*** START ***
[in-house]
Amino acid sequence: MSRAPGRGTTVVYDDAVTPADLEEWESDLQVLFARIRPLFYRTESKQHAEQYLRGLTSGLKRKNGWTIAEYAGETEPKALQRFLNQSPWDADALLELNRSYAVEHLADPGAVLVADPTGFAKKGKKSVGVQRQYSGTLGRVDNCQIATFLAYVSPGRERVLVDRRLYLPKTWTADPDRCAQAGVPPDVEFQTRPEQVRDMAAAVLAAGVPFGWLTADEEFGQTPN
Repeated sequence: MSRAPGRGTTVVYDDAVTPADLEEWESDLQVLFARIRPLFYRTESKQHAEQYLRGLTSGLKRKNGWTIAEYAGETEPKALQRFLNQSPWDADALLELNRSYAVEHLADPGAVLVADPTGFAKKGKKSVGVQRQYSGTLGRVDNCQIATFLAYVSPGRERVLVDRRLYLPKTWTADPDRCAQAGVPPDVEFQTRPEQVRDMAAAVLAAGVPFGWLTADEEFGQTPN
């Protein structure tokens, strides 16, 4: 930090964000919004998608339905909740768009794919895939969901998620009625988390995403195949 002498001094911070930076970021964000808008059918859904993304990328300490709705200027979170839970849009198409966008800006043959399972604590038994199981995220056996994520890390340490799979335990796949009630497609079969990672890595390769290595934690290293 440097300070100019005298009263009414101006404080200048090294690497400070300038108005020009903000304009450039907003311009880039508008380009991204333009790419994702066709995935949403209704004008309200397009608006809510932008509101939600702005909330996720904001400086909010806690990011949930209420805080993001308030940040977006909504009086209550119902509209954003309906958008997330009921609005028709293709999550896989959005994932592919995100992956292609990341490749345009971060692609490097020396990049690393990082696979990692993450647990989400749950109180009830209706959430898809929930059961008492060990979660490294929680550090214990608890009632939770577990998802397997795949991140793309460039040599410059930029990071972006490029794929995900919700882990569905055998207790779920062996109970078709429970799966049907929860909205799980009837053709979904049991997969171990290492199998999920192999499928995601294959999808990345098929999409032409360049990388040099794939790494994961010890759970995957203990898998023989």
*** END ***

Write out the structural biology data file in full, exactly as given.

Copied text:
[in-house]
Amino acid sequence: MSRAPGRGTTVVYDDAVTPADLEEWESDLQVLFARIRPLFYRTESKQHAEQYLRGLTSGLKRKNGWTIAEYAGETEPKALQRFLNQSPWDADALLELNRSYAVEHLADPGAVLVADPTGFAKKGKKSVGVQRQYSGTLGRVDNCQIATFLAYVSPGRERVLVDRRLYLPKTWTADPDRCAQAGVPPDVEFQTRPEQVRDMAAAVLAAGVPFGWLTADEEFGQTPN
Repeated sequence: MSRAPGRGTTVVYDDAVTPADLEEWESDLQVLFARIRPLFYRTESKQHAEQYLRGLTSGLKRKNGWTIAEYAGETEPKALQRFLNQSPWDADALLELNRSYAVEHLADPGAVLVADPTGFAKKGKKSVGVQRQYSGTLGRVDNCQIATFLAYVSPGRERVLVDRRLYLPKTWTADPDRCAQAGVPPDVEFQTRPEQVRDMAAAVLAAGVPFGWLTADEEFGQTPN
């Protein structure tokens, strides 16, 4: 930090964000919004998608339905909740768009794919895939969901998620009625988390995403195949 002498001094911070930076970021964000808008059918859904993304990328300490709705200027979170839970849009198409966008800006043959399972604590038994199981995220056996994520890390340490799979335990796949009630497609079969990672890595390769290595934690290293 440097300070100019005298009263009414101006404080200048090294690497400070300038108005020009903000304009450039907003311009880039508008380009991204333009790419994702066709995935949403209704004008309200397009608006809510932008509101939600702005909330996720904001400086909010806690990011949930209420805080993001308030940040977006909504009086209550119902509209954003309906958008997330009921609005028709293709999550896989959005994932592919995100992956292609990341490749345009971060692609490097020396990049690393990082696979990692993450647990989400749950109180009830209706959430898809929930059961008492060990979660490294929680550090214990608890009632939770577990998802397997795949991140793309460039040599410059930029990071972006490029794929995900919700882990569905055998207790779920062996109970078709429970799966049907929860909205799980009837053709979904049991997969171990290492199998999920192999499928995601294959999808990345098929999409032409360049990388040099794939790494994961010890759970995957203990898998023989």